Over 5,000 new species discovered in the Pacific's deep sea
A team of researchers has found over 5,000 new species on the seabed of the Clarion-Clipperton Zone in the Pacific. The findings include sea cucumbers, corals, glass sponges, members of the spider family, as well as worms previously unknown to science.
The area that spans 1.7 square miles between Hawaii and Mexico has made headlines in recent months as it is one of the main mineral-rich areas that companies want to mine for deep-sea metals as early as this July.
Following the discovery of the wealth of new species, a team of scientists has put together a stocktake of species to show the potential impact on biodiversity that imminent deep-sea mining could have on the Clarion-Clipperton Zone.
So far, 17 deep-sea mining contractors have been granted contracts for mining exploration in the region to extract minerals such as manganese, cobalt and nickel for the alternative energy sector. In July, the Jamaica-based International Seabed Authority will start to accept exploitation applications.
Scientists warn, however, that much is at stake. To inform policymakers and the companies behind the deep-sea mining attempts about the species living in the area as well as wider impacts that mining could have on this ecosystem, they have now compiled the first ‘CCZ checklist’ that has been put together by looking through scientific papers and numerous records of life-forms in the zone.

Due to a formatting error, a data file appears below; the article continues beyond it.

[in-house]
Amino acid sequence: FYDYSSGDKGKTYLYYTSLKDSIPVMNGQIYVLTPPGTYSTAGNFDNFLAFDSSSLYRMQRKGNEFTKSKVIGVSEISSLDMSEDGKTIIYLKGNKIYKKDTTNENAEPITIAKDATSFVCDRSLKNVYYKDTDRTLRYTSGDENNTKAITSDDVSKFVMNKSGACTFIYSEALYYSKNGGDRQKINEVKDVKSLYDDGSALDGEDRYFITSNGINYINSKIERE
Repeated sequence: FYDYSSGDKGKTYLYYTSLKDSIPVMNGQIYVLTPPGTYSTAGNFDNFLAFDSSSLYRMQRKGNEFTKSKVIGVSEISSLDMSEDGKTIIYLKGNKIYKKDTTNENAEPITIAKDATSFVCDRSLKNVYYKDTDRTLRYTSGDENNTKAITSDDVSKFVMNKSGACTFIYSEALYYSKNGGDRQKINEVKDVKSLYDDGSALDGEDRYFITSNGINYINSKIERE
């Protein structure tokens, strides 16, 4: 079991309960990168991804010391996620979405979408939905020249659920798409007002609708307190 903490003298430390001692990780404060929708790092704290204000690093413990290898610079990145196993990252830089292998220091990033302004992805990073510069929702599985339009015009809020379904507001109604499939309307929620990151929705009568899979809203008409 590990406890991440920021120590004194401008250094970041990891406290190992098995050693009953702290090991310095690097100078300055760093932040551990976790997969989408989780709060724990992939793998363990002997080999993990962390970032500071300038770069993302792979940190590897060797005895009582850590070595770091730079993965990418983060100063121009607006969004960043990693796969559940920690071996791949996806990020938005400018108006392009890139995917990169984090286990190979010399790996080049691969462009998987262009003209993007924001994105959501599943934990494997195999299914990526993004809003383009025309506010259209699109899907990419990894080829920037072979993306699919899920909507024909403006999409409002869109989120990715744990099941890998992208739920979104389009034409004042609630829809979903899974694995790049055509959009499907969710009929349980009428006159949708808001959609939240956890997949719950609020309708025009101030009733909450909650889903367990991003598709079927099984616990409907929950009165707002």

Published in the journal Current Biology, the list includes 5,578 species that thus far have been discovered in the Clarion-Clipperton Zone. Around 88 to 92% of these have never been found before.
Muriel Rabone, deep-sea ecologist at the Natural History Museum (NHM), said: “We share this planet with all this amazing biodiversity and we have a responsibility to understand it and protect it.”
She called the Clarion-Clipperton Zone “a wonderfully weird environment” with “everything from strange [sea] cucumbers with elaborate sails on their back to beautiful glass sponges.”
“We need to know what the biodiversity is and what we may lose from any mining impacts,” she added.
With approval for deep-sea mining looming, Dr Adrian Glover, senior author of the study and a seep-sea biologist at the NHM, said that it is “imperative that we work with the companies looking to mine these resources to ensure any such activity is done in a way that limits its impact upon the natural world”.
He added: “Our role as scientists is not to decide if it can go ahead – it is to provide the data.”
“Everyone who lives on this planet should be concerned about using it in a sustainable way. There is a big discussion on the horizon and it is incredibly important to engage the public to find out what path people want to pursue. You have regulators, the governments and the public, who will listen and read the information, the pros and cons. In some ways I see it as very positive that we can come up with a regulatory structure before mining takes place. [In] other large industries, such as oil and gas, the regulations came later,” Glover said.
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